Most people here don’t seem to notice James’ appearance, or are sidetracked by his infectious good humor. Johnny Roberts says he got to know James the day he confronted some boys who were bullying him. “He came over and gave me a big hug, and we’ve been good friends ever since,” Johnny says.
As recounted by photographer Genaro Molina, who found it hard to maintain the “fly on the wall” mindset typical of photojournalists:
…on the day of the surgery, James’ tears were hard to hold back. While on the gurney in the operating room he tearfully shouted, “I want my grandfather!” Remembering his grandfather was back at home, James shouted, “I want Genaro!” The medical personnel looked in my direction. My heart sank. I reassured James that I was one of the individuals in surgical attire and that I was there with him.
There comes a point in many stories where you make a certain connection with the subject, and it doesn’t get any more dramatic than this. How could I not root for this kid?
Photos: Genario Molina / Los Angeles Times
A crisis of management at the CIA
The beginning of this story from reporter Ken Dilanian speaks for itself:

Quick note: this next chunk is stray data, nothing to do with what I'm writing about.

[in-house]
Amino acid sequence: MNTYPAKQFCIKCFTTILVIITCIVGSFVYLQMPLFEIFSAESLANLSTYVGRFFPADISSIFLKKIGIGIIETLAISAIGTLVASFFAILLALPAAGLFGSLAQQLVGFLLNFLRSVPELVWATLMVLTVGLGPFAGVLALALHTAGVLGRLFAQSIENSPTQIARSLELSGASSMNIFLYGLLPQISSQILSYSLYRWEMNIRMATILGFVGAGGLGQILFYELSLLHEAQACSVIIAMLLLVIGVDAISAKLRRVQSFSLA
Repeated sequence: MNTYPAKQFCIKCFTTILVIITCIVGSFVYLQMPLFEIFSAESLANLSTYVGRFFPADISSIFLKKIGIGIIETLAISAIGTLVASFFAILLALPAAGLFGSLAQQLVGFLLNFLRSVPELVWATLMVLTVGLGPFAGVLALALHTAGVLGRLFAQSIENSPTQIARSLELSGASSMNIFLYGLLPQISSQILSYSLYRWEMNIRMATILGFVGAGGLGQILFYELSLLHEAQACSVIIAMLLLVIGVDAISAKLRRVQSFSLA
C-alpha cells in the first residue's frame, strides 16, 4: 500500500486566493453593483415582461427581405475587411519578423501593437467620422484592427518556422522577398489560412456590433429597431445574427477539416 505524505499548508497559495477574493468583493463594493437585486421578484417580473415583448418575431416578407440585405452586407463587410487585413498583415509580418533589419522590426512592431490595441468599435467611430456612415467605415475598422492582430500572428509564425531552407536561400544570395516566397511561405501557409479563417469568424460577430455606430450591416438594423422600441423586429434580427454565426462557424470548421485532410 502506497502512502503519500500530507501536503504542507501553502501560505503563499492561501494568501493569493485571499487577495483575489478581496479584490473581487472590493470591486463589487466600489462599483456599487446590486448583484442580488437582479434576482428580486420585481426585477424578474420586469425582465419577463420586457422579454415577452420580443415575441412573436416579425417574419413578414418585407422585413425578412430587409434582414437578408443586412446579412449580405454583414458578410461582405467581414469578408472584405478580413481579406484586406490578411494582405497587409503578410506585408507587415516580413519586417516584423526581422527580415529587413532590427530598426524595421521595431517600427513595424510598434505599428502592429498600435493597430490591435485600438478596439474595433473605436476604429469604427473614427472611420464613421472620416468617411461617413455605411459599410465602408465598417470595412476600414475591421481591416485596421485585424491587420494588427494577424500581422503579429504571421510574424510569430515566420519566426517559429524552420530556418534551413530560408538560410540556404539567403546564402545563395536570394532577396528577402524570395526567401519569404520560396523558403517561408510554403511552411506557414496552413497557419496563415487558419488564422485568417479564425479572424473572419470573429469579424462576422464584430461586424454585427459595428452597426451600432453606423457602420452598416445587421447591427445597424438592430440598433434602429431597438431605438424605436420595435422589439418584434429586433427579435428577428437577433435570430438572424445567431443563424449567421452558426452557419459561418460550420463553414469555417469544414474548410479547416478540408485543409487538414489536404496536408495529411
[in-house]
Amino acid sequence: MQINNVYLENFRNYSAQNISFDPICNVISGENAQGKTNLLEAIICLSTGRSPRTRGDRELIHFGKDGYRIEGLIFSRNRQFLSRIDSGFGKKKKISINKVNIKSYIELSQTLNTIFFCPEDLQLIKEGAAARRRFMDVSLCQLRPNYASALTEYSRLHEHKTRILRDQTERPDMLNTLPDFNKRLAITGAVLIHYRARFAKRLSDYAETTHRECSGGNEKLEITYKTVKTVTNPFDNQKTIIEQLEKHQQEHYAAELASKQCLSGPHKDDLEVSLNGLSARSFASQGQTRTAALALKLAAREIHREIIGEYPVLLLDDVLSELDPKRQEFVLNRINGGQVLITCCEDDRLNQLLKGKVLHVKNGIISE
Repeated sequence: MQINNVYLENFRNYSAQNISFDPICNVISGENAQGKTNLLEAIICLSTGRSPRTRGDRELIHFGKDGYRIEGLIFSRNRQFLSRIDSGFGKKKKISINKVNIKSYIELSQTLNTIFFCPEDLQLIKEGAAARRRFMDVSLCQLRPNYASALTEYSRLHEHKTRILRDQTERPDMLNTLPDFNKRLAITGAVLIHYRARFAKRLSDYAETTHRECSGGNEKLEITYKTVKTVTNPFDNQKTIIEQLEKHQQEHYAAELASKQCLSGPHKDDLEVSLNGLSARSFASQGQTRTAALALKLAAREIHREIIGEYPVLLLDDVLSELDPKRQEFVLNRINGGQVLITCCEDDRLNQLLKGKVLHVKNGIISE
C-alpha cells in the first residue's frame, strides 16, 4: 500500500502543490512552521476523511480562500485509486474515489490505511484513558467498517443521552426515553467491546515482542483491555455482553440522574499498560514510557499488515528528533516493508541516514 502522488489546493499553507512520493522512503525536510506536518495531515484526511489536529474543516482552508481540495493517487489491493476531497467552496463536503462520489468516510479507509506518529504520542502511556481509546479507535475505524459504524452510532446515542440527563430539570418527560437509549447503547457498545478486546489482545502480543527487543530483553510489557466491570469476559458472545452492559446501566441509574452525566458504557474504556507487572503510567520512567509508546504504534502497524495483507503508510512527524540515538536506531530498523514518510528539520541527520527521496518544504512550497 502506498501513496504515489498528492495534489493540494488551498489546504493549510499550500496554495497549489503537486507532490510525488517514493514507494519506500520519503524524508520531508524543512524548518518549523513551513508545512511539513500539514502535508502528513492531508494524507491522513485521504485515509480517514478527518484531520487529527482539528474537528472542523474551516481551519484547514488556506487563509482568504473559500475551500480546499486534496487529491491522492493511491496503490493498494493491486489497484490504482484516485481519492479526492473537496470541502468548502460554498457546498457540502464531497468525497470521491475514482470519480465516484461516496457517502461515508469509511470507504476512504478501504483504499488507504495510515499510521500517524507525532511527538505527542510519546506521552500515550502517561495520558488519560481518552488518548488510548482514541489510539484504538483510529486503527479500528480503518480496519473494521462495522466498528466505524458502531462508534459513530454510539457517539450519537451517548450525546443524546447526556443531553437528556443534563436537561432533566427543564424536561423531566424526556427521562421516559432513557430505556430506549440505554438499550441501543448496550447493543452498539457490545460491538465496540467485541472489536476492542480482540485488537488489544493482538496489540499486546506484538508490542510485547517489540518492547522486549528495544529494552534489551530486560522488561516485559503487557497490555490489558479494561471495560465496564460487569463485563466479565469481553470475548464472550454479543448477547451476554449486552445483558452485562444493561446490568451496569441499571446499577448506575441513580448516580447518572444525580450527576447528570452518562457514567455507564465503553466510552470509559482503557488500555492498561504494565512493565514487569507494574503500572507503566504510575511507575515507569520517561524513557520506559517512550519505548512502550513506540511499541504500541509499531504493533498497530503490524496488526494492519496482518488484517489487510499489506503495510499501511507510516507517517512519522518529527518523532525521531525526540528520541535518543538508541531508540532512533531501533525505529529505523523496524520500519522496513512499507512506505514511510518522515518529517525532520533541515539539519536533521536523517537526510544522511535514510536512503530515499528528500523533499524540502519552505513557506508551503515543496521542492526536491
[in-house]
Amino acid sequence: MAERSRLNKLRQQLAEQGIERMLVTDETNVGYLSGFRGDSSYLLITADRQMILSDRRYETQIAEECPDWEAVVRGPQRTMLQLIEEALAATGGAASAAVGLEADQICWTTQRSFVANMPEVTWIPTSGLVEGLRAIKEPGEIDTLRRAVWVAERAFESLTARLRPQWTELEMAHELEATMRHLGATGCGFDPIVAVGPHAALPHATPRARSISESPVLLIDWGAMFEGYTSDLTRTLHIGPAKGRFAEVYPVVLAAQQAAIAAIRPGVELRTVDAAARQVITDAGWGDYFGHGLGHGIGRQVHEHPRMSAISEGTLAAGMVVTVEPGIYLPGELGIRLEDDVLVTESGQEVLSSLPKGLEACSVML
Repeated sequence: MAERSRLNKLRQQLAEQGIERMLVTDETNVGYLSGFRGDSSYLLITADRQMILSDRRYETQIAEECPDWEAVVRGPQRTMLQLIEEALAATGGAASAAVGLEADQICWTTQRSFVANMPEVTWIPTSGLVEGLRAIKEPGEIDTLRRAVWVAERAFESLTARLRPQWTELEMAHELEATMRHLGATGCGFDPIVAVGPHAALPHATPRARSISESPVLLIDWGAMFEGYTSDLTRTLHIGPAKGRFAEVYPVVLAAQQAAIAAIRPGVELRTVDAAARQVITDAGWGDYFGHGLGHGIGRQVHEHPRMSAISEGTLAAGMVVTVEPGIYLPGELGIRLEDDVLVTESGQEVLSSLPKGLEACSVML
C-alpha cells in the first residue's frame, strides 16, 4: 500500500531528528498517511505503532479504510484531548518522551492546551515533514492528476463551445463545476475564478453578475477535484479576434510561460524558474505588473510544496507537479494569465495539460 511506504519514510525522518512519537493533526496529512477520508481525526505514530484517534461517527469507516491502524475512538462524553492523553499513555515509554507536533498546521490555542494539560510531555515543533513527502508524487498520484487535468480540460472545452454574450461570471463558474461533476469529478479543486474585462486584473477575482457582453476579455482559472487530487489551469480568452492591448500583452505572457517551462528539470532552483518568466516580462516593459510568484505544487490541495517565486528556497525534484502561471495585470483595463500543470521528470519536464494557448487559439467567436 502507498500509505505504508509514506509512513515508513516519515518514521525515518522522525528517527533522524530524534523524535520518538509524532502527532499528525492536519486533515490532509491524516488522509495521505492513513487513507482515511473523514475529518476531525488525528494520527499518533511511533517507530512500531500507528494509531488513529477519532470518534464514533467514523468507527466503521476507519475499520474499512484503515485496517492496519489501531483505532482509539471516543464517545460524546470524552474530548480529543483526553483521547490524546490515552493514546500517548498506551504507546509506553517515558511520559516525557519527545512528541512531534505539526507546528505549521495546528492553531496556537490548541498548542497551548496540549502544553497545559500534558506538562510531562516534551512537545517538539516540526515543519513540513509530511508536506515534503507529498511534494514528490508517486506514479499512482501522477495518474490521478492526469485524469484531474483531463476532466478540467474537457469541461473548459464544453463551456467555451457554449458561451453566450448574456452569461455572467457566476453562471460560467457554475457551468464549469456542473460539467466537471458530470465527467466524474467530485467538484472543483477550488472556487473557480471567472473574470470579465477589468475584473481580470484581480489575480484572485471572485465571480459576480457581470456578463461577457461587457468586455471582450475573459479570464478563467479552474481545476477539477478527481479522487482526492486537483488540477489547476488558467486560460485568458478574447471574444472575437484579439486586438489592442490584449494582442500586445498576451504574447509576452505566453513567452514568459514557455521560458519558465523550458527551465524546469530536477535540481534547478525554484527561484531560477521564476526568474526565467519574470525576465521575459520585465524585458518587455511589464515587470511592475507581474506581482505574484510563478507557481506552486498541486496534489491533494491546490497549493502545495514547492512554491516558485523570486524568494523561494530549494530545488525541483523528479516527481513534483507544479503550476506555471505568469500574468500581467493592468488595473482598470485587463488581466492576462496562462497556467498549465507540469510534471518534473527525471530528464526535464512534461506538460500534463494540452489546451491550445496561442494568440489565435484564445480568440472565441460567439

For the Central Intelligence Agency, he was a catch: an American citizen who had grown up overseas, was fluent in Mandarin and had a master’s degree in his field. He was working in Silicon Valley, but after the terrorist attacks of Sept. 11, 2001, he wanted to serve his country.
The analyst, who declined to be named to shield his association with the CIA, was hired in 2005 into the agency’s Directorate of Intelligence, where he was assigned to dig into Chinese politics. He said he was dismayed to discover that unimpressive managers wielded incredible power and suffered no consequences for mistakes. Departments were run like fiefdoms, he said, and “very nasty internecine battles” were a fixture.
By 2009, he had left the CIA. He now does a similar job for the U.S. military.
Read more on the CIA’s troubled inner workings, as revealed by a series of internal documents and interviews, here.
Photos: Saul Loeb / AFP/Getty Images, Los Angeles Times
Solitary solidarity: The men behind California’s prison hunger strike
A man decked in Neo-Nazi tattoos and locked away in solitary confinement, armed with a paralegal degree and a prison library, has emerged as the most prominent figurehead in California’s ongoing prison strike protests.
The convicted murderer Todd Ashker, along with three inmates with ties to the Mexican Mafia, Nuestra Familia and the Black Guerrilla Family, have sparked a protest of state prison conditions which, at their peak, involved more than 30,000 prisoners.